EME-107 Legalities Emergency Communication

A HOBBY WITH A DUTY:
LEGALITIES OF EMERGENCY COMMUNICATIONS
FOR AMATEUR RADIO OPERATORS
Richard G. Johnson, Esquire

C o p y r i g h t ©2 0 0 3 R i c h a r d G . J o h n s o n , A E 3 C

Certainly, Amateur Radio is one of the more interesting of all hobbies. It combines the “people skills” of communication, sharing knowledge, sharing frequencies, and learning the etiquette of operating with the “technical skills” of electricity, resonance, Morse Code (for some), and operating rules.

Compare the hobby of Amateur Radio with other hobbies that require licenses. Nearly all licensed hobbies (fishing, hunting, underwater fossil collecting, operating steam engines, sport falconry, watercraft, crossbowmanship, Amateur Radio, pilotry, & marksmanship) have a variety of rules and regulations that must be followed. Amateur Radio Operators, like the practitioners of the other licensed hobbies, are accustomed to following rules relating to power, safety, use of frequencies, and the like. Under normal operating conditions, Amateur Radio Operators are well-known for their rather strict compliance with operating rules & regulations, and their ability to “self-police” their activities.

But what other hobby also carries with it a legal duty to society? Amateur Radio is unique in the aspect that Amateur Radio Operators are charged with a legal duty to society, name, relating to Emergency Communications.

Amateur Radio Operators are specifically charged with the legally imposed duty or “fundamental purpose” of “providing emergency communications.”

Indeed, in the regulations governing Amateur Radio, formally entitled “Title 47 of the Code of Federal Regulations, Part 97 (47 CFR Part 97),” but affectionately known as “Part 97,” very first purpose mentioned in paragraph “a” in Section “1,” “Basis and Purpose,” declares that for Amateur Radio, a “fundamental purpose” is “providing emergency communications.”

§97.1 Basis and purpose.
The rules and regulations in this Part are designed to provide an amateur radio service having a fundamental purpose as expressed in the following principles:

(a) Recognition and enhancement of the value of the amateur service to the public as a voluntary noncommercial communication service, particularly with respect to providing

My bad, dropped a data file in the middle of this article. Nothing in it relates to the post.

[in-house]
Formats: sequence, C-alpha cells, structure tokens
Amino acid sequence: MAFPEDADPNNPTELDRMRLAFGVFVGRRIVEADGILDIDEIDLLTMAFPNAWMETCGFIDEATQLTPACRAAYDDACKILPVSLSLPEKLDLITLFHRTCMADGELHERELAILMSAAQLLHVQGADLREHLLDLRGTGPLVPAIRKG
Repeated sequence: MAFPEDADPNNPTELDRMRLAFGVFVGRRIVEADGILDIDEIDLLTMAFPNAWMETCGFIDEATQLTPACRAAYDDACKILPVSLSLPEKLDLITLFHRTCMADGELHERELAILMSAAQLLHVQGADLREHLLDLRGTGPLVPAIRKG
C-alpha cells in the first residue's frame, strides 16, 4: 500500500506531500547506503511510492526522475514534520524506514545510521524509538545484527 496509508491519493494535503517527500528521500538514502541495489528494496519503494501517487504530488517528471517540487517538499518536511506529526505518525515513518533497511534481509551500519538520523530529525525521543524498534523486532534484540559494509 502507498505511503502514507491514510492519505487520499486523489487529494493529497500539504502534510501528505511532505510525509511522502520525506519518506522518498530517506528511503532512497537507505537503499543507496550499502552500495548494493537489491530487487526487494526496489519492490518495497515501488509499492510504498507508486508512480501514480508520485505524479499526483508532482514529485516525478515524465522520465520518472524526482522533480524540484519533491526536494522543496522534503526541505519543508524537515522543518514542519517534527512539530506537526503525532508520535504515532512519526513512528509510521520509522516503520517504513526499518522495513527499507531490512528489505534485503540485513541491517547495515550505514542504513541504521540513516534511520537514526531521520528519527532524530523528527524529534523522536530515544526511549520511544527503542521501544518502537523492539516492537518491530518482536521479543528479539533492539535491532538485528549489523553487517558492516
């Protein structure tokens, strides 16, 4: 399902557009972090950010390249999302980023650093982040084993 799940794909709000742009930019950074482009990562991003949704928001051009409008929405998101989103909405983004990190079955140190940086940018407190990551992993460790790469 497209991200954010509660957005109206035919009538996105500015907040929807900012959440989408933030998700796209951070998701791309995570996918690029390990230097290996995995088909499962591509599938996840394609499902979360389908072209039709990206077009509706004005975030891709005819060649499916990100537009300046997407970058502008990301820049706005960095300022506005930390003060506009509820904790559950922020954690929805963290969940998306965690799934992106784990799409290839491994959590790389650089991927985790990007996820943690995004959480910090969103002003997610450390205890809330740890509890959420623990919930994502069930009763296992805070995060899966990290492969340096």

emergency communications.

Not, however, well understood is the authority given to Amateur Radio Operators in order to meet this duty. Many sections of this Title 47 of the Code of Federal Regulations, Part 97, give extraordinary authority to Amateur Radio Operators to use not only the Amateur spectrum, but in extreme situations, other spectrums.

Much can be found in §97.111 concerning “Authorized Transmissions.” These FCC (Federal Communications Commission) Rules & Regulations authorize, broadly, “transmissions necessary” “while providing emergency communications” [§97.111(a)(2)], along with “transmissions necessary” in “providing communications in RACES (“Radio Amateur Civil Emergency Service”) [§97.111(a)(3)].

Further, “one-way communications” are authorized not only for “establishing two-way communications” [§97.111(b)(2)], but also that may be “necessary to providing emergency communications” [§97.111(b)(4)].

§97.111 Authorized transmissions.
(a) An amateur station may transmit the following types of two-way communications:
(2) Transmissions necessary to exchange messages with a station in another FCC-regulated service while providing emergency communications;
(3) Transmissions necessary to exchange messages with a United States government station, necessary to providing communications in RACES; and
(b) In addition to one-way transmissions specifically authorized elsewhere in this Part, an amateur station may transmit the following types of one-way communications:
(2) Brief transmissions necessary to establishing two-way communications with other stations;
(4) Transmissions necessary to providing emergency communications;

Under §97.401, Operation During a Disaster, an Amateur Radio Operator may make “transmissions necessary to meet essential communication needs and facilitate relief actions.” Here , the focus is on essential communications, which is not specifically defined, and upon relief actions.